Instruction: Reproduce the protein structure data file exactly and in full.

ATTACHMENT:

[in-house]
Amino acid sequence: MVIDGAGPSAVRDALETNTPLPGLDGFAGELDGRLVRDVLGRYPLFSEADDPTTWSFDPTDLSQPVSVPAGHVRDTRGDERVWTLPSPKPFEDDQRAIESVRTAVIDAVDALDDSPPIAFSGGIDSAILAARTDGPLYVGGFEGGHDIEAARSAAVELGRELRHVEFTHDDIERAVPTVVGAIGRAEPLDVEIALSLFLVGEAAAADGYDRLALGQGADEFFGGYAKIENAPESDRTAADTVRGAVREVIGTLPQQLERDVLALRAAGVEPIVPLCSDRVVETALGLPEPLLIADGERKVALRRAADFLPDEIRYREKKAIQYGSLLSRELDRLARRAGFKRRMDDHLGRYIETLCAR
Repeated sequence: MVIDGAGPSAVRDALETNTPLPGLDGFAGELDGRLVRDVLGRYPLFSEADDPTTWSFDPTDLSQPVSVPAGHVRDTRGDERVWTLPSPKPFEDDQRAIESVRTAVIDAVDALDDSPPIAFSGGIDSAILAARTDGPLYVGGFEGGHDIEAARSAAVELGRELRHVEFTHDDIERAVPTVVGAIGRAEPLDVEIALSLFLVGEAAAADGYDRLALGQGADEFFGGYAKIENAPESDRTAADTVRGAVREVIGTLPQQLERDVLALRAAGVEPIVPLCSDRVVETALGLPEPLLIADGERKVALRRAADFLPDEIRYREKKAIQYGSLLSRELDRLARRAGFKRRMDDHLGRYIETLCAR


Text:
[in-house]
Amino acid sequence: MVIDGAGPSAVRDALETNTPLPGLDGFAGELDGRLVRDVLGRYPLFSEADDPTTWSFDPTDLSQPVSVPAGHVRDTRGDERVWTLPSPKPFEDDQRAIESVRTAVIDAVDALDDSPPIAFSGGIDSAILAARTDGPLYVGGFEGGHDIEAARSAAVELGRELRHVEFTHDDIERAVPTVVGAIGRAEPLDVEIALSLFLVGEAAAADGYDRLALGQGADEFFGGYAKIENAPESDRTAADTVRGAVREVIGTLPQQLERDVLALRAAGVEPIVPLCSDRVVETALGLPEPLLIADGERKVALRRAADFLPDEIRYREKKAIQYGSLLSRELDRLARRAGFKRRMDDHLGRYIETLCAR
Repeated sequence: MVIDGAGPSAVRDALETNTPLPGLDGFAGELDGRLVRDVLGRYPLFSEADDPTTWSFDPTDLSQPVSVPAGHVRDTRGDERVWTLPSPKPFEDDQRAIESVRTAVIDAVDALDDSPPIAFSGGIDSAILAARTDGPLYVGGFEGGHDIEAARSAAVELGRELRHVEFTHDDIERAVPTVVGAIGRAEPLDVEIALSLFLVGEAAAADGYDRLALGQGADEFFGGYAKIENAPESDRTAADTVRGAVREVIGTLPQQLERDVLALRAAGVEPIVPLCSDRVVETALGLPEPLLIADGERKVALRRAADFLPDEIRYREKKAIQYGSLLSRELDRLARRAGFKRRMDDHLGRYIETLCAR